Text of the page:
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PS global varibale change from a Task

    Domanda

  • I put global in a  windows task and calling the ps1 script. Value is not getting updated . Need to toggle a policy every 5 min for a test.

    Import-Module GroupPolicy
    New-Variable -Name a -Value 1 -Scope "Global"
    # assign a set of pre-made GPO's to the gpo variable
    $gpo1 = Get-GPO "test-1"
    $gpo2 = Get-GPO "test-2"



    if ($a % 2 ){

    New-GPLink $gpo1.DisplayName -target "dc=tree1, dc=test" -order 1
    Remove-GPLink $gpo2.DisplayName -target "dc=tree1, dc=test"

    }
    else
    {
    New-GPLink $gpo2.DisplayName -target "dc=tree1, dc=test" -order 1
    Remove-GPLink $gpo1.DisplayName -target "dc=tree1, dc=test"

    }

    function increment {
      $global:a++
    }

     increment $global:a


    # run a gp update
    "running a gp update process.."
    gpupdate

    If I execute this script I see modified value each time. If I put in WIndows task no change in value. Anything else to be done?

    martedì 26 giugno 2012 02:43

Risposte

  • I'm not sure how you run it in task scheduler, but I suspect you just have the scripts scheduled every 5 min and want script to update one of GPOs every second time. Well, if that is the case putting variables in global scope will have no effect at all. There is nothing that will put your script in a loop - so it will just exit. And so will Powershell.exe. And your global variable is now gone.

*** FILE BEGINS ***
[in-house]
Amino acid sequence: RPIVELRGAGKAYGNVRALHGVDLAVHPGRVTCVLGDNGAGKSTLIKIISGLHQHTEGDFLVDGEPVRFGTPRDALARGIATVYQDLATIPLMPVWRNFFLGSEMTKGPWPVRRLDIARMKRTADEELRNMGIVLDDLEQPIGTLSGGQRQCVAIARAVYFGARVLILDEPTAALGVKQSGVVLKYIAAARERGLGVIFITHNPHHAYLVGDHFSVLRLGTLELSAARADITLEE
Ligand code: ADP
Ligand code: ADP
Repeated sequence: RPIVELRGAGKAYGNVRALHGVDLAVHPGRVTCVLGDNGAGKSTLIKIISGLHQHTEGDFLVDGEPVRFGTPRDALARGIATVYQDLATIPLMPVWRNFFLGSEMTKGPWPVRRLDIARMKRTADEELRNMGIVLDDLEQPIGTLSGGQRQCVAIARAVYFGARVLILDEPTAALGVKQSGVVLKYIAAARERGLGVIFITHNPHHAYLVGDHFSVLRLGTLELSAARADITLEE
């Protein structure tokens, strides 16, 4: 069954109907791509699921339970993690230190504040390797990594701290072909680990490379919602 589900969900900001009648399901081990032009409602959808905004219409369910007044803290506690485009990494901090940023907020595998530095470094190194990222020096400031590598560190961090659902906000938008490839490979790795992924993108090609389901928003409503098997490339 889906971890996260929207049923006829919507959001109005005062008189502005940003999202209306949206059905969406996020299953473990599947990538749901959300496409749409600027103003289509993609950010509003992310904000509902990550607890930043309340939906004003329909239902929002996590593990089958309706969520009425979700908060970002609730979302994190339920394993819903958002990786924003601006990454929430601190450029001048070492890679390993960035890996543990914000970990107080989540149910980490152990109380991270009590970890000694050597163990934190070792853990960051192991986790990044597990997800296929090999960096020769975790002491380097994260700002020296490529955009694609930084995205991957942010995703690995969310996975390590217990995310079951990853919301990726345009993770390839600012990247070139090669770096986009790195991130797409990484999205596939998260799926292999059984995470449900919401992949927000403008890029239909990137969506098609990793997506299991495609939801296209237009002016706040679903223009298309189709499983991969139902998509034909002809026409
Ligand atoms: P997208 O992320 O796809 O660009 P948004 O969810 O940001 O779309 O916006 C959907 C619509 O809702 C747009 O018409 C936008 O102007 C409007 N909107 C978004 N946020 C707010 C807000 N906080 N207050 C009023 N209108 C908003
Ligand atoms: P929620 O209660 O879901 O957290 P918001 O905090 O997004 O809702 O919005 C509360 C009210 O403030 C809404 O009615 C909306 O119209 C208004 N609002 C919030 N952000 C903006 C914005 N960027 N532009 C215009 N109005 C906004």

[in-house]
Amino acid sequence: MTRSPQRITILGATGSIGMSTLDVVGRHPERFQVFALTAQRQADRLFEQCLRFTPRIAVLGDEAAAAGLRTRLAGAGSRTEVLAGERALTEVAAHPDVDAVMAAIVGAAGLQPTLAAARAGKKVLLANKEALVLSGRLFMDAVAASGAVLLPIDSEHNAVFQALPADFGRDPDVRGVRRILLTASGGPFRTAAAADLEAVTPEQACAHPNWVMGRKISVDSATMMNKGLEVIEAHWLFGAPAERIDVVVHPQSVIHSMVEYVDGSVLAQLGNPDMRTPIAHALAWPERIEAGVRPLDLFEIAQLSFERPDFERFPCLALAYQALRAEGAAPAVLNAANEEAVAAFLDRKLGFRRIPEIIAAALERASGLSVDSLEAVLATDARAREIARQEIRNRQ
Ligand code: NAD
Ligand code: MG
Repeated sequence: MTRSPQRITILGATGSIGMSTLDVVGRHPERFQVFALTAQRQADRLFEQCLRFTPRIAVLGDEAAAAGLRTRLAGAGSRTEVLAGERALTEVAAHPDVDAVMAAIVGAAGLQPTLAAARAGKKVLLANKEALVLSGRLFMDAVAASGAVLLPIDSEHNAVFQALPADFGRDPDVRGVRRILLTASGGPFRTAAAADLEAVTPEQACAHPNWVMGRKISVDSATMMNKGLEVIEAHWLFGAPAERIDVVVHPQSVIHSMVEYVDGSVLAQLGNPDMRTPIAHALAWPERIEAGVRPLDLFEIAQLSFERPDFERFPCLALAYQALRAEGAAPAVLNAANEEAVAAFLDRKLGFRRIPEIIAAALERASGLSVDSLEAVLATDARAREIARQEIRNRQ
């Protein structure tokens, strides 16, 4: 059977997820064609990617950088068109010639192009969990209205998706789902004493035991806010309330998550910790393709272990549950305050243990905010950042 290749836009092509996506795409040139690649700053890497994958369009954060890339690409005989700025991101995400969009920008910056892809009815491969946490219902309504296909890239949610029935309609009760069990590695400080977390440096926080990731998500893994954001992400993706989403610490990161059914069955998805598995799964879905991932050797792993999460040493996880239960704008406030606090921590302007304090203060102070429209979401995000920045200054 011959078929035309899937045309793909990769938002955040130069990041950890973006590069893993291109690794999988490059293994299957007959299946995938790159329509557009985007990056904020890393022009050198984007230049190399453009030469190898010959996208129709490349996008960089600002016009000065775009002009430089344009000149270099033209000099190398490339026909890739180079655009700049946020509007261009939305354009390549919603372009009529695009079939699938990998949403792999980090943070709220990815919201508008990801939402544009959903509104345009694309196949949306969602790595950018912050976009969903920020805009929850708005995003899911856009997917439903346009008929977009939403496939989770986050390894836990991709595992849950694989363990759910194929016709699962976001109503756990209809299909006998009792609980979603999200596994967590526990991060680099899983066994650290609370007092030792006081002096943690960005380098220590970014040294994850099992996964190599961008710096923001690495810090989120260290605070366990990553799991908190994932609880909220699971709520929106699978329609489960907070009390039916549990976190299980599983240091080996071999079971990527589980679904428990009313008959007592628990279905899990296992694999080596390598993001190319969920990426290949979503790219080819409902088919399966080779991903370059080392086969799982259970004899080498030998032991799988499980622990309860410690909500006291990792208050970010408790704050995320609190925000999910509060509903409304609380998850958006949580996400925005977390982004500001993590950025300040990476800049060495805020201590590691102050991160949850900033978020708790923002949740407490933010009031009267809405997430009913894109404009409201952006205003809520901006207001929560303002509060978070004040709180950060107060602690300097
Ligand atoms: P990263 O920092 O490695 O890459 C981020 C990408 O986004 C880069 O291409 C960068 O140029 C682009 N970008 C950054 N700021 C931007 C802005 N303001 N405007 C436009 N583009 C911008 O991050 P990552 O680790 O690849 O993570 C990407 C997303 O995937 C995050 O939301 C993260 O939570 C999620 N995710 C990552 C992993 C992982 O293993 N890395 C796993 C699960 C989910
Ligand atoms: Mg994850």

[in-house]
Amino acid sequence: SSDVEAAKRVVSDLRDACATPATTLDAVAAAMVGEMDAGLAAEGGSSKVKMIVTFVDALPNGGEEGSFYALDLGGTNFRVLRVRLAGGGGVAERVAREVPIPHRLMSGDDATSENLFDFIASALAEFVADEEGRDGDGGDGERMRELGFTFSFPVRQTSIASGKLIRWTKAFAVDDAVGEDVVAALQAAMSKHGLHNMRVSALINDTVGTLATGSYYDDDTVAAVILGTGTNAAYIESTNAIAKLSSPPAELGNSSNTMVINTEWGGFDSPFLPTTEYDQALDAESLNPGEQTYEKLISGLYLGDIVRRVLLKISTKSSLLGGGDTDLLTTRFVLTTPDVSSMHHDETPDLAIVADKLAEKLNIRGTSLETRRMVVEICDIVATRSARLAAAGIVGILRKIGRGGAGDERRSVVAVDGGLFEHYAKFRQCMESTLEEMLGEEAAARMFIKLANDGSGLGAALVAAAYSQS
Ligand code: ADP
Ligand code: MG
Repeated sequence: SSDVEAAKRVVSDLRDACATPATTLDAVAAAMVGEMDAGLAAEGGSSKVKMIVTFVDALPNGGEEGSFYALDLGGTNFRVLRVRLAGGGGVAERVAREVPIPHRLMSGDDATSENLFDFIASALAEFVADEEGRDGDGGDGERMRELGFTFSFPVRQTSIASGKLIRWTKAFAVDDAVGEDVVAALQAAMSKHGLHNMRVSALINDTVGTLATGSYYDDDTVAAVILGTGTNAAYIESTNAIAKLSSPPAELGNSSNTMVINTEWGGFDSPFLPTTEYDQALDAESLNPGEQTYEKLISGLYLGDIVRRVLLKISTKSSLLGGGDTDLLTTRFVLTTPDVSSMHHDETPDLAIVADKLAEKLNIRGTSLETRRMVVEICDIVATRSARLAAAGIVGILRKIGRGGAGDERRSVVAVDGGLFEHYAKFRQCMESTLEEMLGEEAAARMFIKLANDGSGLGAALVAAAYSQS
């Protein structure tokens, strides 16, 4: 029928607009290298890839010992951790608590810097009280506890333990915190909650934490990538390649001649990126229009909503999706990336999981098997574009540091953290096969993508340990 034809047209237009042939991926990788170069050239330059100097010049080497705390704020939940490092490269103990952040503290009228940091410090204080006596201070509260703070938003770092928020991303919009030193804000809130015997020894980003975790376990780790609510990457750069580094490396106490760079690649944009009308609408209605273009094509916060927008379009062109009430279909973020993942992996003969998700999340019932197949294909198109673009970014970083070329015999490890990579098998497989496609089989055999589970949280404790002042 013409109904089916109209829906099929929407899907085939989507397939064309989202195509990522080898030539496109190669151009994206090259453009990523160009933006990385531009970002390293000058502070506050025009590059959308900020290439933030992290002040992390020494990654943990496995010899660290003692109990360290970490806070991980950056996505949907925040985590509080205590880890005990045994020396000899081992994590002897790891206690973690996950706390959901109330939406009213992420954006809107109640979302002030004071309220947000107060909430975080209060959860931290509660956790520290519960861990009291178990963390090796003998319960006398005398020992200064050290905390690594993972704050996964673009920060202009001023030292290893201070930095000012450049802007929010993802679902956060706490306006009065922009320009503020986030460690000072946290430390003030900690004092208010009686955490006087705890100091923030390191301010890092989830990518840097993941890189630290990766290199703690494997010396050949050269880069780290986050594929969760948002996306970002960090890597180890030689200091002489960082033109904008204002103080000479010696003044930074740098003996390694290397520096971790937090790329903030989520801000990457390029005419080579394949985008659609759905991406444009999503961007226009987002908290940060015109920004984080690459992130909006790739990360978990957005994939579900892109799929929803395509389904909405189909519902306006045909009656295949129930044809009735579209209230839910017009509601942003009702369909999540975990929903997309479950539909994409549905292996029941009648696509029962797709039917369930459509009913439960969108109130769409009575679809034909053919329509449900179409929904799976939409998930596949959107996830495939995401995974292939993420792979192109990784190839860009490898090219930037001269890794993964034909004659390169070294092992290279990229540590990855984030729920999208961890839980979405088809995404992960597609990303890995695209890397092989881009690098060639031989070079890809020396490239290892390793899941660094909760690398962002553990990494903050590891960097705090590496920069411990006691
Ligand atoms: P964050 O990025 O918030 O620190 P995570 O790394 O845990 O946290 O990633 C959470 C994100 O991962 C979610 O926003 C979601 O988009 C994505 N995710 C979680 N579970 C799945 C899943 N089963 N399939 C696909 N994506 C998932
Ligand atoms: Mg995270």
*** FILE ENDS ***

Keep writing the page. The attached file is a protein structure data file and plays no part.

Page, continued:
You have at least three options to use:

    • use environment variable (keep in mind: to make change to environment variables persistent between sessions - you have to use [System.Environment]::SetEnvironmentVariable()
    • use registry to store your "flag"
    • export/ import variable using CliXML (that's overkill, but should work just fine)


    martedì 26 giugno 2012 06:44
  • As a note: if you decide to go with registry - here is a good article: http://blogs.technet.com/b/heyscriptingguy/archive/2012/05/09/use-powershell-to-easily-create-new-registry-keys.aspx

    Although, to be honest, I find myself liking the environment variable option. Just make sure to set it if it isn't already set upon execution of the script. Also - I like the idea of setting the value to True or False instead of incrementing all the time. Just a personal preference. Something like this:

    if($a -eq $True) {

    $a = $False

    ... do stuff ..

     } else {

    $a = $True

    ... do stuff ...

    }



    G. Samuel Hays

    martedì 26 giugno 2012 18:43

Tutte le risposte

  • I'm not sure how you run it in task scheduler, but I suspect you just have the scripts scheduled every 5 min and want script to update one of GPOs every second time. Well, if that is the case putting variables in global scope will have no effect at all. There is nothing that will put your script in a loop - so it will just exit. And so will Powershell.exe. And your global variable is now gone.

    You have at least three options to use:

    • use environment variable (keep in mind: to make change to environment variables persistent between sessions - you have to use [System.Environment]::SetEnvironmentVariable()
    • use registry to store your "flag"
    • export/ import variable using CliXML (that's overkill, but should work just fine)


    martedì 26 giugno 2012 06:44
  • As a note: if you decide to go with registry - here is a good article: http://blogs.technet.com/b/heyscriptingguy/archive/2012/05/09/use-powershell-to-easily-create-new-registry-keys.aspx

    Although, to be honest, I find myself liking the environment variable option. Just make sure to set it if it isn't already set upon execution of the script. Also - I like the idea of setting the value to True or False instead of incrementing all the time. Just a personal preference. Something like this:

    if($a -eq $True) {

    $a = $False

    ... do stuff ..

     } else {

    $a = $True

    ... do stuff ...

    }



    G. Samuel Hays

    martedì 26 giugno 2012 18:43